Montana coalition sues BOGC over fracking chemical disclosure

A coalition of Montana property owners, public health advocates, and conservation groups today filed a legal challenge to the Montana Board of Oil and Gas Conservation (BOGC), which refused last September to grant the public greater access to information about the chemicals used in fracking.

Leaking storage pit near Lindsey, MT

Leaking storage pit near Lindsay, MT

Many chemicals used in fracking are toxic or carcinogenic to humans, who may be exposed to the chemicals through surface spills of fracking fluids, groundwater contamination, and chemical releases into the air. As we have documented on this site, numerous studies have documented adverse health effects in people who live or use water wells near fracking operations.

In 2011 the BOGC put rules in place regarding chemical disclosure. These rules have two major shortcomings:

  1. They allow oil and gas operators to withhold the identities of specific chemicals they use for fracking from the Board and the public until after fracking occurs.
  2. Even after fracking occurs, operators may continue to withhold the identity of any fracking chemical information they claim is a trade secret. They can do this, according to the rules, without providing any evidence demonstrating that withheld chemical information actually qualifies as a trade secret under state law and with no oversight by the BOGC.
Spill at Cutbank Creek. Photo; Destini Vaile

Spill at Cutbank Creek. Photo; Destini Vaile

“Montanans have the right to know what chemicals oil and gas operators plan to pump into the ground on their farms and ranches and near their homes so they can take steps to protect their property and health,” said Earthjustice attorney Katherine O’Brien, who is representing the coalition in the lawsuit. “Operators just down the road in Wyoming already are required to disclose this information, so we know that broader disclosure is workable for industry.”

The coalition petitioned the Board in July 2016 to close these gaps in the existing disclosure rules and ensure that Montanans who live and farm near fracking operations have access to chemical information they need to safeguard their property rights, health, and environment. The petition specifically requested that the rules be changed to require operators to disclose specific chemical information before fracking occurs and require operators to justify their trade secret claims. But on September 23, 2016, the Board denied the petition in a one-page decision.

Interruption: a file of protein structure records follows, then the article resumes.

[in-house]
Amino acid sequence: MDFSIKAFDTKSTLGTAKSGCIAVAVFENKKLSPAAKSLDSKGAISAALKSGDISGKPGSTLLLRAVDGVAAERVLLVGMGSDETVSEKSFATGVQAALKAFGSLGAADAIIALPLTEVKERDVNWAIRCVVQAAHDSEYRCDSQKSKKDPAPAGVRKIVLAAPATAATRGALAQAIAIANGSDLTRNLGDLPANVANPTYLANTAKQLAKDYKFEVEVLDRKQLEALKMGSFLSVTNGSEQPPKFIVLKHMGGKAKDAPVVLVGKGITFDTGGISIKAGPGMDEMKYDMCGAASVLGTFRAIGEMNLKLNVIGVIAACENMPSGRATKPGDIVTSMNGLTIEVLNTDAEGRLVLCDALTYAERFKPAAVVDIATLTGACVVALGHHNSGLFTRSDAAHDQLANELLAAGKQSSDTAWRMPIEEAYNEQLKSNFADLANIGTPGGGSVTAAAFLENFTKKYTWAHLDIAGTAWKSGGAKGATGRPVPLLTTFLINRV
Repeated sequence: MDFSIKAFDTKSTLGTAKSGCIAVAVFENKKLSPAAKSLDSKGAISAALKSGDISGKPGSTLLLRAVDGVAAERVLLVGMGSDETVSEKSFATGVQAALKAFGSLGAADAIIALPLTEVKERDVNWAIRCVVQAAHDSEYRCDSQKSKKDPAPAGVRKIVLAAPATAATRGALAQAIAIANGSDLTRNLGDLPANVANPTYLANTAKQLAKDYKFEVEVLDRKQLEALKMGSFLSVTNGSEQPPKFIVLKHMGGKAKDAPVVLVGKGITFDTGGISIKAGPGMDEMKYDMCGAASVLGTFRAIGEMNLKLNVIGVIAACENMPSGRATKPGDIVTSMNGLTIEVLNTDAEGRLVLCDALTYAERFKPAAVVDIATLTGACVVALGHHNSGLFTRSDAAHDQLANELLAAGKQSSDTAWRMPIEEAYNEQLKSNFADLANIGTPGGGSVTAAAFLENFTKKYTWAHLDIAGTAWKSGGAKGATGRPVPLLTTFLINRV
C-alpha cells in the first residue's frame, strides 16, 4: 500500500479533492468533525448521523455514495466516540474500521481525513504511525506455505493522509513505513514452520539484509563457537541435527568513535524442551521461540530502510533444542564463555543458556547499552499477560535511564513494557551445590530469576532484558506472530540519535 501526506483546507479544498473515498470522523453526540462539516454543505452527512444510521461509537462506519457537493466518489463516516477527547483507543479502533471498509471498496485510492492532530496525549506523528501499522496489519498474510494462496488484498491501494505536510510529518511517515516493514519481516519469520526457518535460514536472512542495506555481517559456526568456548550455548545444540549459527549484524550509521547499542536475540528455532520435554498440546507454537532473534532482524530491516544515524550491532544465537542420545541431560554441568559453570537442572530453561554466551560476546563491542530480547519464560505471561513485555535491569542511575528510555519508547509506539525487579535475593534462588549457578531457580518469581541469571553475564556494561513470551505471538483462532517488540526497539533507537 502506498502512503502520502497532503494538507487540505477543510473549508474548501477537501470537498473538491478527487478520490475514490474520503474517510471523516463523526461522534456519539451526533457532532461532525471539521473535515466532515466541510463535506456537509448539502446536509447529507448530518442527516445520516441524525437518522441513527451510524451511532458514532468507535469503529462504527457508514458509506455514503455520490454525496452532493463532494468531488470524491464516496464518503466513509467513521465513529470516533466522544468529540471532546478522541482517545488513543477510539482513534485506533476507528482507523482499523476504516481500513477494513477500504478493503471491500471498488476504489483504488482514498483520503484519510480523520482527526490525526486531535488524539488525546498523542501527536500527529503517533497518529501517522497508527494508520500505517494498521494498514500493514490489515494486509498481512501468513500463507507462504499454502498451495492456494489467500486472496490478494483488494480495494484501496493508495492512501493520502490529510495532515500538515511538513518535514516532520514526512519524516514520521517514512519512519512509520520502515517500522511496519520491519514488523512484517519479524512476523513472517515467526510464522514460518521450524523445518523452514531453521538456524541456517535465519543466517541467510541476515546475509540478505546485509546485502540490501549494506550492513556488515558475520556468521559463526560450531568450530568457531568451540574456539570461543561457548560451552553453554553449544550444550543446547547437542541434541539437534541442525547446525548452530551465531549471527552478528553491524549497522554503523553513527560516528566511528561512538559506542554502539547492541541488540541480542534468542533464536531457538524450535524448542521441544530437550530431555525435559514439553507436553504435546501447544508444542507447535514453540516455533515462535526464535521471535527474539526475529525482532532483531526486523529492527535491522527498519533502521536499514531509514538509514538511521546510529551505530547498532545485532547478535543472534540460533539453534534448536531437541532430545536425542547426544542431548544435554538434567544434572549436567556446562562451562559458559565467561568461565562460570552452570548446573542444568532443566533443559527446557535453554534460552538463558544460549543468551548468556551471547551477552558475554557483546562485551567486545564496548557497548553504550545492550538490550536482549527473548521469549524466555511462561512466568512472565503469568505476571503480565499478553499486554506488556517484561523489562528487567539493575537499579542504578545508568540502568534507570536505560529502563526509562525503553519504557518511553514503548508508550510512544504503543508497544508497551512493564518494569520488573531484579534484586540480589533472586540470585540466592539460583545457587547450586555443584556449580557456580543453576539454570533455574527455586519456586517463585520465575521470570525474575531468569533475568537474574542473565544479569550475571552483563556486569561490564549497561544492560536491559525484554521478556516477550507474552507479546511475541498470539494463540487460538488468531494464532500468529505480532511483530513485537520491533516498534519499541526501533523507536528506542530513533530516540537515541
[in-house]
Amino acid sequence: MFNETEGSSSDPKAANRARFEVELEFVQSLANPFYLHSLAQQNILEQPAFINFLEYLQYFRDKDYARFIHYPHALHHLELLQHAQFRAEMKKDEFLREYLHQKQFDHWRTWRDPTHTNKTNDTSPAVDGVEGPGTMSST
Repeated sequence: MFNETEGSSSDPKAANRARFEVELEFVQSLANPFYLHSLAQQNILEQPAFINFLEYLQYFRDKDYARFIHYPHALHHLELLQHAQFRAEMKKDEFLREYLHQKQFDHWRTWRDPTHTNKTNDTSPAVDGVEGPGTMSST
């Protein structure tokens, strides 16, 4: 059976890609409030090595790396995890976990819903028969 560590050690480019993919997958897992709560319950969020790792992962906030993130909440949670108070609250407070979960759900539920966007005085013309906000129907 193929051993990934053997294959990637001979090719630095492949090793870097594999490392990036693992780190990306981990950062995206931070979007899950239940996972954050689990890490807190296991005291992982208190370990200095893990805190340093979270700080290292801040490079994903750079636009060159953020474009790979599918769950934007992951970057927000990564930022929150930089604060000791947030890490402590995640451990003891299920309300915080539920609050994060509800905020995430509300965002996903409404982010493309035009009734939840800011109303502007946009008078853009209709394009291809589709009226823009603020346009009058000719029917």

“My family home is less than a mile away from numerous fracked oil wells on the edge of the Bakken oil field,” said plaintiff Dr. Mary Anne Mercer, a public health expert who has witnessed fracking operations on her family ranch. “I worry about what the potentially toxic solutions used for fracking are doing to the soil and water of the land that I’ll always call home.”

Matt Skoglund, director of National Resources Defense Council’s Northern Rockies office in Bozeman said, “As it stands today, the Board of Oil and Gas is approving fracking chemicals for use in Montana without even knowing what the chemicals are. That is completely unacceptable, and it needs to change.”

The BOGC has 40 days to file a response. We’ll keep you updated on developments.

Download the lawsuit.

About davidjkatz

The Moses family has lived on the Stillwater River since 1974, when George and Lucile Moses retired and moved to the Beehive from the Twin Cities. They’re gone now, but their four daughters (pictured at left, on the Beehive) and their families continue to spend time there, and have grown to love the area. This blog started as an email chain to keep the family informed about the threat of increased fracking activity in the area, but the desire to inform and get involved led to the creation of this blog.
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4 Responses to Montana coalition sues BOGC over fracking chemical disclosure

  1. Pingback: Montana coalition sues BOGC over fracking chemical disclosure | nearlydead

  2. Robin "Cat" Billau says:

    Clearly these chemicals are also of concern when being transported to and from a work site. This plays into our need for knowing what these chemical s are. Hazardous Material Transportation regs are being considered this year at the legislature. Fracking chemicals should be included.

  3. Pingback: “Changed circumstances”: Montana Board of Oil and Gas reconsiders rulemaking on fracking chemical disclosure | Preserve the Beartooth Front

  4. Pingback: Action Alert: Your voice needed on new Montana Board of Oil and Gas Conservation chemical disclosure rule | Preserve the Beartooth Front

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